Warren County goes 'right to work'; Louisville passes minimum wage increase

12/19/2014 06:38 PM

Local governments in Kentucky took major steps by enacting legislation at the county and metro level which has divided state lawmakers for years.

In Bowling Green Friday the Warren County Fiscal Court became the first county in the nation to enact a right to work law with a 6-1 vote, and on Thursday night Louisville Metro government became the first city in the south to increase the minimum wage.

Both actions from local government officials will likely land the governments in court defending their actions, Attorney General Jack Conway

The Warren County Fiscal Court took the first step towards “right to work” which would effectively end “closed shops” in Kentucky and allowing workers the right to not be part of the union.

With a majority vote the fiscal court enacted ordnance which allows employees working for private corporations in Warren County to not be fired for refusing to pay union dues. Under the ordinance, current union contracts in Warren County are unaffected until contract renewal, and public employees are not covered.

Judge-Executive Mike Buchanon said he hopes to provide a path for Kentucky government officials to follow the lead of Warren County officials.

“I believe this will pay great dividends to the citizen-worker in Warren County and I hope that it will have great implications across the commonwealth,” Buchanon told Pure Politics following the meeting.

The controversial issue will likely end in a court battle, but Buchanon said he thinks the local government does have the authority to enact the ordinance.

“We are a political subdivision of the state, but we have direct authority to make those choices for our workers and for economic development purposes or to regulate commerce for the benefit or protection of our citizens,” Buchanon said.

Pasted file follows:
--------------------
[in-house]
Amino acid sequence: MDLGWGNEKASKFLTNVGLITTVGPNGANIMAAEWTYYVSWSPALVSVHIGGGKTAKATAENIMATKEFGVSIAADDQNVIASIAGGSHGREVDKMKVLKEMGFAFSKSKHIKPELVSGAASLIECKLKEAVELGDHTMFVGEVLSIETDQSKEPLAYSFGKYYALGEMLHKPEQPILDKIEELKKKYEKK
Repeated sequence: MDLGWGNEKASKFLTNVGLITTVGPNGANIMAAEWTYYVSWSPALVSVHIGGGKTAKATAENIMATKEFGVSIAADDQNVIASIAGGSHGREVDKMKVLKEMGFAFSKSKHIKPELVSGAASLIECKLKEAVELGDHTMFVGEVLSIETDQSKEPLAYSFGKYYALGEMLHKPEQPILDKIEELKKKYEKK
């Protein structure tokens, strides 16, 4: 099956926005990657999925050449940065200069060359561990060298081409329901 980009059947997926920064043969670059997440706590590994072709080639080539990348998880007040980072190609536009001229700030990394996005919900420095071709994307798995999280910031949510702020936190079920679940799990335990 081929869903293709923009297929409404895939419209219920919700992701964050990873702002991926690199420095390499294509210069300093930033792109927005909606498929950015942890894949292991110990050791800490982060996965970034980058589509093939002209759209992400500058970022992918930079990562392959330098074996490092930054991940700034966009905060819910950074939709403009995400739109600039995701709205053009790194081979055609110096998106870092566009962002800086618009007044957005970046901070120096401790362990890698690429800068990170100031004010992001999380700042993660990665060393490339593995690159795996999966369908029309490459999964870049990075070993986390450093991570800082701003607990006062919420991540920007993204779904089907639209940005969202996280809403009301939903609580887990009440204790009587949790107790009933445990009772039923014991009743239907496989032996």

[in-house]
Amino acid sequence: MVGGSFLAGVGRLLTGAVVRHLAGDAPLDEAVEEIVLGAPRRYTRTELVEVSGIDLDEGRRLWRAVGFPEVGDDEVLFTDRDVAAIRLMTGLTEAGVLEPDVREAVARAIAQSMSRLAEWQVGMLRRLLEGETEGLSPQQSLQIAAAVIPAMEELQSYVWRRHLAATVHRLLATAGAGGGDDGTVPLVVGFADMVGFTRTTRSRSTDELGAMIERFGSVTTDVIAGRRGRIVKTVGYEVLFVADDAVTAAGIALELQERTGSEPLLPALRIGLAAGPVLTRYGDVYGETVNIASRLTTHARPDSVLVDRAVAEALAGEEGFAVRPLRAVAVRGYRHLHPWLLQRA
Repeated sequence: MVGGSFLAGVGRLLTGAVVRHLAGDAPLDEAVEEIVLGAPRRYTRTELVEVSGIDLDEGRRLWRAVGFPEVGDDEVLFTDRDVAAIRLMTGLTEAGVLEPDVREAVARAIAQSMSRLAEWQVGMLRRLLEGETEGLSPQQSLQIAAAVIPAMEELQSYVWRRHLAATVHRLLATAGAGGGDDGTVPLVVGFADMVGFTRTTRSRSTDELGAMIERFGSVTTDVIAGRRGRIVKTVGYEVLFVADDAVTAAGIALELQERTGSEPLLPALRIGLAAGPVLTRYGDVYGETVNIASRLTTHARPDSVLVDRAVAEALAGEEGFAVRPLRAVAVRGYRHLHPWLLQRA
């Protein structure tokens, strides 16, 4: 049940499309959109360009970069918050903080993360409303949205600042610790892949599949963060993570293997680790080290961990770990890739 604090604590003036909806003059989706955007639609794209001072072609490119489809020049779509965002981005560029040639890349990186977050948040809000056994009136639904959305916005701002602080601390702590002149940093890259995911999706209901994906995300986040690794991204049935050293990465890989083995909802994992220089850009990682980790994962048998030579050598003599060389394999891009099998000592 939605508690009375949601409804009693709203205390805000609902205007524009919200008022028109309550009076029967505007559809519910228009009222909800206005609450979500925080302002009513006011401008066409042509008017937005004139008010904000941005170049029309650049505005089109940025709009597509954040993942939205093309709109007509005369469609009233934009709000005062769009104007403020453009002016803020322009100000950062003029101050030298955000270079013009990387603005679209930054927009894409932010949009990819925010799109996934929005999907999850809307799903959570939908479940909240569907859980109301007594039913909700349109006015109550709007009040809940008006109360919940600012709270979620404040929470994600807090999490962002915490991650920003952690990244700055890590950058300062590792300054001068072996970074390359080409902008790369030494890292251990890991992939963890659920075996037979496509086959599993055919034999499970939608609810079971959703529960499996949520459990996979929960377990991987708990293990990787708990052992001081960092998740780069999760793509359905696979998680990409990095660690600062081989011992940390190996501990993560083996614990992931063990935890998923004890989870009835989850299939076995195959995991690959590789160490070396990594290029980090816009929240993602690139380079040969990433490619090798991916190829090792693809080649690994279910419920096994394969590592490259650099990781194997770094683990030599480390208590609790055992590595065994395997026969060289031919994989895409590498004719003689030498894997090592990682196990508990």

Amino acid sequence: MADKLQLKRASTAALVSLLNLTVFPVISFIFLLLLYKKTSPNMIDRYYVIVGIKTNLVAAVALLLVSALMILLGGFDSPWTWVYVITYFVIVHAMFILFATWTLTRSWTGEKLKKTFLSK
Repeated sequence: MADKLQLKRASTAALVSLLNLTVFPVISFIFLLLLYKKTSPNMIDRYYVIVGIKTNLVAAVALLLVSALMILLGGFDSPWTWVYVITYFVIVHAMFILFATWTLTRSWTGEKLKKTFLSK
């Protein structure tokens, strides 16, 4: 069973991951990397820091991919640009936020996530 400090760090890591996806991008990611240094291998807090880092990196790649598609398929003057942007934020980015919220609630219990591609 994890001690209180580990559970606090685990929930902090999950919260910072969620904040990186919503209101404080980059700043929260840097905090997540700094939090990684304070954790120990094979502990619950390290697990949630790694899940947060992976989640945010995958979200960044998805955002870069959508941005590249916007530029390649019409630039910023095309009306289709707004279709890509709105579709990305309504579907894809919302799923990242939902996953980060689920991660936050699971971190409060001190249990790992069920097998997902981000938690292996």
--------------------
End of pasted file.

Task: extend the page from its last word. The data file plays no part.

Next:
Bowling Green is the county seat of Warren County and that is where the hometown of Corvette which is a closed shop.

Eldon Renaud, the president of Bowling Green’s United Auto Workers Local 2164, called the ordinance a major set-back for workers and an affront to unions.

“Business people think that’s a way to keep unions out. That’s what this is about — it’s an anti-union movement nothing more,” Renaud said.

“This is not going to happen anyway this has to be done by the legislature. …They’re all congratulating themselves, but maybe they’re happy — maybe they had eggnog for Christmas, but it’s not going anywhere.”

In Louisville Metro Council voted Thursday night to raise the minimum wage from $7.25 to $9 an hour by the year 2017.

The vote to increase the minimum wage fell down party lines with Democrats supporting the measure and Republicans voting against it.

The passage of the increase makes Louisville the first city in the southern United States to increase the minimum wage, something state and federal Democratic lawmakers have failed at enacting in their attempts.

Current Kentucky state law includes language mandating Kentucky increase the minimum wage as the federal minimum wage is increased by Congress.


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